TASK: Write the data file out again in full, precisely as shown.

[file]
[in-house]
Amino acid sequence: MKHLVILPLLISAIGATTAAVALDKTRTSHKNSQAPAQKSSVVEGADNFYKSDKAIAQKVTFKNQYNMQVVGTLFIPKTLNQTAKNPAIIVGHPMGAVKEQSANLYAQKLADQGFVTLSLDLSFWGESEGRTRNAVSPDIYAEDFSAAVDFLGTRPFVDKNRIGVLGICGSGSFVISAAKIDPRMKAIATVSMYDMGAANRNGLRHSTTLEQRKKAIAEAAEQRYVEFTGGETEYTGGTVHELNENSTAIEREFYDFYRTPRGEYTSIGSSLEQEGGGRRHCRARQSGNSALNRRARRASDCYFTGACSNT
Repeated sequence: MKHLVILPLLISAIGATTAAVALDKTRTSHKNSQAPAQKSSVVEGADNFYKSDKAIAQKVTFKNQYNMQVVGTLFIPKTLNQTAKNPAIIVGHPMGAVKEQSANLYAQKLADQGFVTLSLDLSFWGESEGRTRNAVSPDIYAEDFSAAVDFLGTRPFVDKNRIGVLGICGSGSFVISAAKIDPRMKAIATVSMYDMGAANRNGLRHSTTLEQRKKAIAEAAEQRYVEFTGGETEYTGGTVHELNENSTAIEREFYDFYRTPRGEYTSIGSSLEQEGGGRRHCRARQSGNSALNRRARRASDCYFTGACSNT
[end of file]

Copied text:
[in-house]
Amino acid sequence: MKHLVILPLLISAIGATTAAVALDKTRTSHKNSQAPAQKSSVVEGADNFYKSDKAIAQKVTFKNQYNMQVVGTLFIPKTLNQTAKNPAIIVGHPMGAVKEQSANLYAQKLADQGFVTLSLDLSFWGESEGRTRNAVSPDIYAEDFSAAVDFLGTRPFVDKNRIGVLGICGSGSFVISAAKIDPRMKAIATVSMYDMGAANRNGLRHSTTLEQRKKAIAEAAEQRYVEFTGGETEYTGGTVHELNENSTAIEREFYDFYRTPRGEYTSIGSSLEQEGGGRRHCRARQSGNSALNRRARRASDCYFTGACSNT
Repeated sequence: MKHLVILPLLISAIGATTAAVALDKTRTSHKNSQAPAQKSSVVEGADNFYKSDKAIAQKVTFKNQYNMQVVGTLFIPKTLNQTAKNPAIIVGHPMGAVKEQSANLYAQKLADQGFVTLSLDLSFWGESEGRTRNAVSPDIYAEDFSAAVDFLGTRPFVDKNRIGVLGICGSGSFVISAAKIDPRMKAIATVSMYDMGAANRNGLRHSTTLEQRKKAIAEAAEQRYVEFTGGETEYTGGTVHELNENSTAIEREFYDFYRTPRGEYTSIGSSLEQEGGGRRHCRARQSGNSALNRRARRASDCYFTGACSNT